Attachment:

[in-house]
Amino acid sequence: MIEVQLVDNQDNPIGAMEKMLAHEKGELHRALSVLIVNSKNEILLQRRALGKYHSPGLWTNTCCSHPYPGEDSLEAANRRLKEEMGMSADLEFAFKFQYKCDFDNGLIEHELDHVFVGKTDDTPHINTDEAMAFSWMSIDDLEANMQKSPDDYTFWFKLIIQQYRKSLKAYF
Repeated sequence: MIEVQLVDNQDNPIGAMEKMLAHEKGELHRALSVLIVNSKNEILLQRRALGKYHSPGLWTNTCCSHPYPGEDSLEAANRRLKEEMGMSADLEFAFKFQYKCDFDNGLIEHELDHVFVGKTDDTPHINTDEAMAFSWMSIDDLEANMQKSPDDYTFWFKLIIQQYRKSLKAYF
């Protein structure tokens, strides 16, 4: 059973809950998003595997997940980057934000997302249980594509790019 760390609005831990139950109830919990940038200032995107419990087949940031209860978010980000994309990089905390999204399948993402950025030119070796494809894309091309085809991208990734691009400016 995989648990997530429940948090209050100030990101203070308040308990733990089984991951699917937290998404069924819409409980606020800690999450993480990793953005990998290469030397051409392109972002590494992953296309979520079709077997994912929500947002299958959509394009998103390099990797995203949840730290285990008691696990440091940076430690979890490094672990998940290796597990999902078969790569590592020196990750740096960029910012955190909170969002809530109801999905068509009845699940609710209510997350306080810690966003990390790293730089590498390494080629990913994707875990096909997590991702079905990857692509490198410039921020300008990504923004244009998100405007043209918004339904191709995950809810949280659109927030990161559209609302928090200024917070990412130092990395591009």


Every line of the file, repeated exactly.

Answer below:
[in-house]
Amino acid sequence: MIEVQLVDNQDNPIGAMEKMLAHEKGELHRALSVLIVNSKNEILLQRRALGKYHSPGLWTNTCCSHPYPGEDSLEAANRRLKEEMGMSADLEFAFKFQYKCDFDNGLIEHELDHVFVGKTDDTPHINTDEAMAFSWMSIDDLEANMQKSPDDYTFWFKLIIQQYRKSLKAYF
Repeated sequence: MIEVQLVDNQDNPIGAMEKMLAHEKGELHRALSVLIVNSKNEILLQRRALGKYHSPGLWTNTCCSHPYPGEDSLEAANRRLKEEMGMSADLEFAFKFQYKCDFDNGLIEHELDHVFVGKTDDTPHINTDEAMAFSWMSIDDLEANMQKSPDDYTFWFKLIIQQYRKSLKAYF
């Protein structure tokens, strides 16, 4: 059973809950998003595997997940980057934000997302249980594509790019 760390609005831990139950109830919990940038200032995107419990087949940031209860978010980000994309990089905390999204399948993402950025030119070796494809894309091309085809991208990734691009400016 995989648990997530429940948090209050100030990101203070308040308990733990089984991951699917937290998404069924819409409980606020800690999450993480990793953005990998290469030397051409392109972002590494992953296309979520079709077997994912929500947002299958959509394009998103390099990797995203949840730290285990008691696990440091940076430690979890490094672990998940290796597990999902078969790569590592020196990750740096960029910012955190909170969002809530109801999905068509009845699940609710209510997350306080810690966003990390790293730089590498390494080629990913994707875990096909997590991702079905990857692509490198410039921020300008990504923004244009998100405007043209918004339904191709995950809810949280659109927030990161559209609302928090200024917070990412130092990395591009």